Although no life has been detected on the Martian surface, a new study from astrophysicist and research scientist at the Center for Space Science at NYU Abu Dhabi, Dimitra Atri finds that conditions below the surface could potentially support it. The subsurface – which is less harsh and has traces of water – has never been explored. According to Atri, the steady bombardment of penetrating Galactic Cosmic Rays (GCRs) might provide the energy needed to catalyze organic activity there.
|The Rosalind Franklin rover by European Space Agency and Roscosmos will drill 2 meters
below the surface of Mars to search for signs of life [Credit: NYU Abu Dhabi]
Atri’s findings are reported in the study Investigating the biological potential of galactic cosmic ray-induced radiation-driven chemical disequilibrium in the Martian subsurface environment in the journal Scientific Reports.
There is growing evidence suggesting the presence of an aqueous environment on ancient Mars, raising the question of the possibility of a life-supporting environment. The erosion of the Martian atmosphere resulted in drastic changes in its climate, surface water disappeared, shrinking habitable spaces on the planet, with only a limited amount of water remaining near the surface in form of brines and water-ice deposits. Life, if it ever existed, would have had to adapt to harsh modern conditions, which include low temperatures and surface pressure, and high radiation dose.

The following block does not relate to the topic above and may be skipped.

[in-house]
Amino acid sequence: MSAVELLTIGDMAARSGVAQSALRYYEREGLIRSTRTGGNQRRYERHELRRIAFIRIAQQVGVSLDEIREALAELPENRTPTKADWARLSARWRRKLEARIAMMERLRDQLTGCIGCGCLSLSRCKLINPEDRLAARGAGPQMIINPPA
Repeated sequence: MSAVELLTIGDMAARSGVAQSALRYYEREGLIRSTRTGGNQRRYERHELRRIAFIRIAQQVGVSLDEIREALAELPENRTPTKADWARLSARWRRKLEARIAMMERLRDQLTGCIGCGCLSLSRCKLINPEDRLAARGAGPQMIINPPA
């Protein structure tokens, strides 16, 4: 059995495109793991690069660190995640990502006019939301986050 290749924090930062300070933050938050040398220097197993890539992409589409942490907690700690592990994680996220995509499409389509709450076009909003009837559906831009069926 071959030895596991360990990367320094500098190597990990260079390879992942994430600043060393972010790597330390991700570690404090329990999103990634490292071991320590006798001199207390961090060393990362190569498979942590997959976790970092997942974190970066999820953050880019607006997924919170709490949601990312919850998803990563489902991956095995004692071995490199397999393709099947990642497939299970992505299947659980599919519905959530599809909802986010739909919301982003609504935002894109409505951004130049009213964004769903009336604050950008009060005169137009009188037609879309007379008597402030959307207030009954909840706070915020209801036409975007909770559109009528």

|Proposed radiation-induced habitable zone below the surface of Mars
[Credit: NYU Abu Dhabi]
The subsurface of Mars has traces of water in the form of water-ice and brines, and undergoes radiation-driven redox chemistry. Using a combination of numerical models, space mission data, and studies of deep-cave ecosystems on Earth for his research, Atri proposes mechanisms through which life, if it ever existed on Mars, could survive and be detected with the upcoming ExoMars mission (2022) by the European Space Agency and Roscosmos. He hypothesizes that galactic cosmic radiation, which can penetrate several meters below the surface, will induce chemical reactions that can be used for metabolic energy by extant life, and host organisms using mechanisms seen in similar chemical and radiation environments on Earth.
“It is exciting to contemplate that life could survive in such a harsh environment, as few as two meters below the surface of Mars,” said Atri. “When the Rosalind Franklin rover on board the ExoMars mission (ESA and Roscosmos), equipped with a subsurface drill, is launched in 2022, it will be well-suited to detect extant microbial life and hopefully provide some important insights.”